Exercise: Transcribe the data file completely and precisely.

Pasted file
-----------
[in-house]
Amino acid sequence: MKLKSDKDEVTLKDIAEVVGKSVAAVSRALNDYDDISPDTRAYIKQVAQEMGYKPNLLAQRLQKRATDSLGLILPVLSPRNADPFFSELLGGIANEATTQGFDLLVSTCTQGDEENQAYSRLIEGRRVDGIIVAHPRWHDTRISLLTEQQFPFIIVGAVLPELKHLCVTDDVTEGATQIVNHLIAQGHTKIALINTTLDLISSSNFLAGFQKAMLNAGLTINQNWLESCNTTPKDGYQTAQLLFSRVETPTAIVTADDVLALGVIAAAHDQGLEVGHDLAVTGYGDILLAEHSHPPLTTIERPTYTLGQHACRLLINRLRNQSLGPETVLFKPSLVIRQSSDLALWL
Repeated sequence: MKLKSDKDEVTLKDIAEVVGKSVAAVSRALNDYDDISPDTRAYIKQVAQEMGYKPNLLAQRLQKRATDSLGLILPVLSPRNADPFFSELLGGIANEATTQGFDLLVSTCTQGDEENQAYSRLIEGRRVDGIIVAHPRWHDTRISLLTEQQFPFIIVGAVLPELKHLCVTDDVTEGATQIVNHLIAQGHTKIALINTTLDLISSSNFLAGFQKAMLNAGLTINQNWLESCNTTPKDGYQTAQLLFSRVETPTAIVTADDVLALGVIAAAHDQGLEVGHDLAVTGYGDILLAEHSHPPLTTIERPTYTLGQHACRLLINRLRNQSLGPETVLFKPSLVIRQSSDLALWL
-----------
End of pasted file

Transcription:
[in-house]
Amino acid sequence: MKLKSDKDEVTLKDIAEVVGKSVAAVSRALNDYDDISPDTRAYIKQVAQEMGYKPNLLAQRLQKRATDSLGLILPVLSPRNADPFFSELLGGIANEATTQGFDLLVSTCTQGDEENQAYSRLIEGRRVDGIIVAHPRWHDTRISLLTEQQFPFIIVGAVLPELKHLCVTDDVTEGATQIVNHLIAQGHTKIALINTTLDLISSSNFLAGFQKAMLNAGLTINQNWLESCNTTPKDGYQTAQLLFSRVETPTAIVTADDVLALGVIAAAHDQGLEVGHDLAVTGYGDILLAEHSHPPLTTIERPTYTLGQHACRLLINRLRNQSLGPETVLFKPSLVIRQSSDLALWL
Repeated sequence: MKLKSDKDEVTLKDIAEVVGKSVAAVSRALNDYDDISPDTRAYIKQVAQEMGYKPNLLAQRLQKRATDSLGLILPVLSPRNADPFFSELLGGIANEATTQGFDLLVSTCTQGDEENQAYSRLIEGRRVDGIIVAHPRWHDTRISLLTEQQFPFIIVGAVLPELKHLCVTDDVTEGATQIVNHLIAQGHTKIALINTTLDLISSSNFLAGFQKAMLNAGLTINQNWLESCNTTPKDGYQTAQLLFSRVETPTAIVTADDVLALGVIAAAHDQGLEVGHDLAVTGYGDILLAEHSHPPLTTIERPTYTLGQHACRLLINRLRNQSLGPETVLFKPSLVIRQSSDLALWL